By Linda Boyd Coates, Published May 13 2012
Honor mom by honoring her choicesI always enjoy the email exchanges among Scott, Jack Zaleski and me as we brainstorm topics for these Forum FaceOff columns. Last week, Scott wrote: “I’m suggesting a tribute to Moms … My featured examples would be average, everyday tea party moms locally, many of whom who would support the efforts of (Sarah) Palin and (Michelle) Bachmann as role models. I am guessing that those moms Linda and I would choose to feature and salute would be significantly different and might make for a lively but topical debate.” Right you are, Scott.
But as I considered the many brilliant women in public life whom I hold up as my personal role models, my thoughts kept returning to Charlotte, my own amazing mom who passed away 17 years ago.
Amidst the recent rehashing of the so-called “mommy wars” over the various choices of women in the workplace and stay-at-home moms, I can recall her saying with bemusement in the 1970s, “I really don’t know what all this Women’s Lib fuss is about. I’ve always been a liberated woman.”
Was she ever. She had a rough childhood from the very beginning. She was the youngest of six children; her own mother died in childbirth when she was born. Charlotte had the job of cooking and cleaning for her household of brothers and her German immigrant father throughout her school years. She went to work immediately upon graduating from high school, and continued to work throughout her life.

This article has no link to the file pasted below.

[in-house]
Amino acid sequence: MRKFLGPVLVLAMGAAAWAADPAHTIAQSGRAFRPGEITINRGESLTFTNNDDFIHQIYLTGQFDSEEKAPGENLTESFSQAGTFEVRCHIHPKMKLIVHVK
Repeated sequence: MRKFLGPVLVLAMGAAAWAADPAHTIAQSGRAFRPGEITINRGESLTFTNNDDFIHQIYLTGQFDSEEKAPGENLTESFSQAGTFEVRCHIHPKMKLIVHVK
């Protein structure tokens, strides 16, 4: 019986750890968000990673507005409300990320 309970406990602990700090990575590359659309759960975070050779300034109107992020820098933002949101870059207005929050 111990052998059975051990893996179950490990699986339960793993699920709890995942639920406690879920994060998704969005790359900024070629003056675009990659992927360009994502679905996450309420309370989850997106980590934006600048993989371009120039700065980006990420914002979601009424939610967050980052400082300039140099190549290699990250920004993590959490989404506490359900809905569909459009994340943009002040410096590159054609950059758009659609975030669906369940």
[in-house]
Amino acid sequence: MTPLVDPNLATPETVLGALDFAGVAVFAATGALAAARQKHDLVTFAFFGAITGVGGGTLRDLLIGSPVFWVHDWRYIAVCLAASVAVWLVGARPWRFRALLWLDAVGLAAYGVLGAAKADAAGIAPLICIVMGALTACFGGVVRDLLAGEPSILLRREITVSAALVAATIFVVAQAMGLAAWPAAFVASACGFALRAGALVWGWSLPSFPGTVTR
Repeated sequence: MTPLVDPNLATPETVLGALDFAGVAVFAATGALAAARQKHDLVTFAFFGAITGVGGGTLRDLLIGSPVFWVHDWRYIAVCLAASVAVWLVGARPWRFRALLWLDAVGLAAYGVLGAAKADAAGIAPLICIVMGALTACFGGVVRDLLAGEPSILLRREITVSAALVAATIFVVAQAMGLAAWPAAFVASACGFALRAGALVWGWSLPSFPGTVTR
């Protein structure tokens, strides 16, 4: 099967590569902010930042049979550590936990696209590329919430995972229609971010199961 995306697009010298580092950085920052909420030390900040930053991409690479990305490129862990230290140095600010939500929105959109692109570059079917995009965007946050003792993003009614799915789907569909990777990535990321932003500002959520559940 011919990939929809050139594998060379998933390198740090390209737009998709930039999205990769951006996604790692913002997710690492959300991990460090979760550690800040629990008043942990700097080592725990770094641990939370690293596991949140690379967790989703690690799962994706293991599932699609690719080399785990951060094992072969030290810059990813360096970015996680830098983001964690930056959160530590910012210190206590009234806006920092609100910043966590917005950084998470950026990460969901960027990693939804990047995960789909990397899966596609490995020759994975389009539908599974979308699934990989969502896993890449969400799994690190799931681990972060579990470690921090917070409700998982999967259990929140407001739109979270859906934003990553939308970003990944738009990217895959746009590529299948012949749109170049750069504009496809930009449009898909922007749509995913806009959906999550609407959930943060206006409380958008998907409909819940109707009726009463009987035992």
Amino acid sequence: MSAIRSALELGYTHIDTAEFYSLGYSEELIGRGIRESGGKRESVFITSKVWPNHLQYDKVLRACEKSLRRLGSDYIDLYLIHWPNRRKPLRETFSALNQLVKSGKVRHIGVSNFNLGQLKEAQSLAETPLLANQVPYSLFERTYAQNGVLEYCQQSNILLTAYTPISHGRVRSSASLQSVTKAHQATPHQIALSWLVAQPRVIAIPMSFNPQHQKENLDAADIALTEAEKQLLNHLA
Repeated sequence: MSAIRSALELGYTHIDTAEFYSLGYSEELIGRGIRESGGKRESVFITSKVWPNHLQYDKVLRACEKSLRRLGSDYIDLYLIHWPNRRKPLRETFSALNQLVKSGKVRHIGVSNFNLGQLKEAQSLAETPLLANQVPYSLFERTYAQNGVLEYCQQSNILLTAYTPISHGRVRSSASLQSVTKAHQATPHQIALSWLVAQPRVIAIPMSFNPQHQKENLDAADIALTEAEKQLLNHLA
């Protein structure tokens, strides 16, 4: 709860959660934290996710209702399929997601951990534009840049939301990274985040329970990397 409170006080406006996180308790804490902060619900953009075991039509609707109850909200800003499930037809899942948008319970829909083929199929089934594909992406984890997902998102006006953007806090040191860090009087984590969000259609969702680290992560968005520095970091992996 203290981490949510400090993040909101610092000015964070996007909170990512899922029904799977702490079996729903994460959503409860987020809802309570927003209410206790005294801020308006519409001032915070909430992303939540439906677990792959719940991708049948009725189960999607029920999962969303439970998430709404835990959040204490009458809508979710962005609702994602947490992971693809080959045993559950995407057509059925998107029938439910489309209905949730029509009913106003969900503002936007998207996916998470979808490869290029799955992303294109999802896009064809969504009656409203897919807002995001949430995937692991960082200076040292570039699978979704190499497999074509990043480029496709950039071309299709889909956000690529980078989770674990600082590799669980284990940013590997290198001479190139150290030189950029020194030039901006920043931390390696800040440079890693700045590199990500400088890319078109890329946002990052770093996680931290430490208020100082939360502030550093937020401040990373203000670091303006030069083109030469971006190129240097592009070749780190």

She and my dad created a successful business together – she was actually the shrewdest mind in the family. In fact, she also started several small side businesses which were so successful that she occasionally would make loans – with interest – to my father after he was able to achieve his lifelong dream of purchasing a farm (while continuing to operate his interstate truck stop business). I can recall the merry twinkle in my mom’s eye as she would say, on many Sunday afternoons, “Let’s go for a ride. I’d like to have a look at ‘my’ cows.”
She absolutely loved to work, but she never disparaged other women who chose to stay home with their children, or those who struggled in poverty. Today, I can’t help but wonder what Charlotte, a lifelong Republican, would think of her party’s efforts to restrict access to contraception, cut funding for food stamps and Head Start for poor families, and vote down the Violence Against Women Act.
Equal pay for equal work, affordable child care, quality education, and reliable health insurance are vitally important in helping lift working women and their families out of poverty. While staying at home to raise children is a precious and wonderful experience, not many women have the luxury of that choice in today’s economy.
While the phrase “war on women” is hyperbolic and a bit silly, there certainly does seem to be a war on women’s choices. My mother chose to work, and loved it. I cannot believe, though, that Charlotte would be happy to see the choices that might be taken away from her granddaughter 40 years later.
Boyd Coates is executive director of the Fargo-Moorhead Symphony, a Fargo School Board member, and a former Fargo city commissioner.